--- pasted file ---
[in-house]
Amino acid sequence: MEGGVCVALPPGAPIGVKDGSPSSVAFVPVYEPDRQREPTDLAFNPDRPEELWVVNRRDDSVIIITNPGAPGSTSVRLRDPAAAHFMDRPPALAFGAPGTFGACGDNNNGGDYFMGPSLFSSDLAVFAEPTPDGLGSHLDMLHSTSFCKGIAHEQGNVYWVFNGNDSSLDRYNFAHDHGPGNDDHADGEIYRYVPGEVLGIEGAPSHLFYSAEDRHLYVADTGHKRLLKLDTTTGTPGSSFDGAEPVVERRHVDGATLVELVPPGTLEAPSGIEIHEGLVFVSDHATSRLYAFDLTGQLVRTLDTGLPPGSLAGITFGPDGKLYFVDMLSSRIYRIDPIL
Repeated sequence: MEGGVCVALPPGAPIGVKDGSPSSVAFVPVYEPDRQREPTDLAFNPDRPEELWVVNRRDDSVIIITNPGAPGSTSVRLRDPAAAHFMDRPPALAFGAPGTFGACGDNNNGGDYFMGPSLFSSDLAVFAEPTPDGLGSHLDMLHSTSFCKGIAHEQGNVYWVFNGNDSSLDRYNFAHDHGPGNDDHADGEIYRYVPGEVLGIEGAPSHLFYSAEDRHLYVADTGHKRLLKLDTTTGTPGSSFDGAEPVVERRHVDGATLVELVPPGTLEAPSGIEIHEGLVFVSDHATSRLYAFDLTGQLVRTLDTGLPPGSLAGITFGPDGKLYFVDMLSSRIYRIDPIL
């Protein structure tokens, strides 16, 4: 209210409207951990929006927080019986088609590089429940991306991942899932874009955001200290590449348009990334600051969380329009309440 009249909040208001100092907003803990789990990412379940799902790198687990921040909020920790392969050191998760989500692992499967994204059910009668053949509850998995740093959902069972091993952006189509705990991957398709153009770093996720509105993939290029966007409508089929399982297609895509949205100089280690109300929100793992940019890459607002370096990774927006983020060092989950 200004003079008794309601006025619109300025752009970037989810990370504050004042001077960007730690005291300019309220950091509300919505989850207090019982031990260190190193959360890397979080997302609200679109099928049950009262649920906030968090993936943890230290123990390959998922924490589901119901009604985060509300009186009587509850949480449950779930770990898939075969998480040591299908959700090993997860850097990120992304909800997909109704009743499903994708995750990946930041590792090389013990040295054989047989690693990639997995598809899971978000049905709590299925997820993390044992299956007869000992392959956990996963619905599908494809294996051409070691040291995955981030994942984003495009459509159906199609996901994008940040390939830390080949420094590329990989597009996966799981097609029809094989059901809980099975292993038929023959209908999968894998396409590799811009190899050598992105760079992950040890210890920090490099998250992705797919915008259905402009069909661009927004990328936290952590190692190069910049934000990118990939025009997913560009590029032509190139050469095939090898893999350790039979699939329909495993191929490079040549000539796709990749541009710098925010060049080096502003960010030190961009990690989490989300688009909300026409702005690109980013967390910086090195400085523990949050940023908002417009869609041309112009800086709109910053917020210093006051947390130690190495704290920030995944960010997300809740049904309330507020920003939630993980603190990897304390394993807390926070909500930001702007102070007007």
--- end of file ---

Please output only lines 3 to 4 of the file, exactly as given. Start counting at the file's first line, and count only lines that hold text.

Repeated sequence: MEGGVCVALPPGAPIGVKDGSPSSVAFVPVYEPDRQREPTDLAFNPDRPEELWVVNRRDDSVIIITNPGAPGSTSVRLRDPAAAHFMDRPPALAFGAPGTFGACGDNNNGGDYFMGPSLFSSDLAVFAEPTPDGLGSHLDMLHSTSFCKGIAHEQGNVYWVFNGNDSSLDRYNFAHDHGPGNDDHADGEIYRYVPGEVLGIEGAPSHLFYSAEDRHLYVADTGHKRLLKLDTTTGTPGSSFDGAEPVVERRHVDGATLVELVPPGTLEAPSGIEIHEGLVFVSDHATSRLYAFDLTGQLVRTLDTGLPPGSLAGITFGPDGKLYFVDMLSSRIYRIDPIL
């Protein structure tokens, strides 16, 4: 209210409207951990929006927080019986088609590089429940991306991942899932874009955001200290590449348009990334600051969380329009309440 009249909040208001100092907003803990789990990412379940799902790198687990921040909020920790392969050191998760989500692992499967994204059910009668053949509850998995740093959902069972091993952006189509705990991957398709153009770093996720509105993939290029966007409508089929399982297609895509949205100089280690109300929100793992940019890459607002370096990774927006983020060092989950 200004003079008794309601006025619109300025752009970037989810990370504050004042001077960007730690005291300019309220950091509300919505989850207090019982031990260190190193959360890397979080997302609200679109099928049950009262649920906030968090993936943890230290123990390959998922924490589901119901009604985060509300009186009587509850949480449950779930770990898939075969998480040591299908959700090993997860850097990120992304909800997909109704009743499903994708995750990946930041590792090389013990040295054989047989690693990639997995598809899971978000049905709590299925997820993390044992299956007869000992392959956990996963619905599908494809294996051409070691040291995955981030994942984003495009459509159906199609996901994008940040390939830390080949420094590329990989597009996966799981097609029809094989059901809980099975292993038929023959209908999968894998396409590799811009190899050598992105760079992950040890210890920090490099998250992705797919915008259905402009069909661009927004990328936290952590190692190069910049934000990118990939025009997913560009590029032509190139050469095939090898893999350790039979699939329909495993191929490079040549000539796709990749541009710098925010060049080096502003960010030190961009990690989490989300688009909300026409702005690109980013967390910086090195400085523990949050940023908002417009869609041309112009800086709109910053917020210093006051947390130690190495704290920030995944960010997300809740049904309330507020920003939630993980603190990897304390394993807390926070909500930001702007102070007007």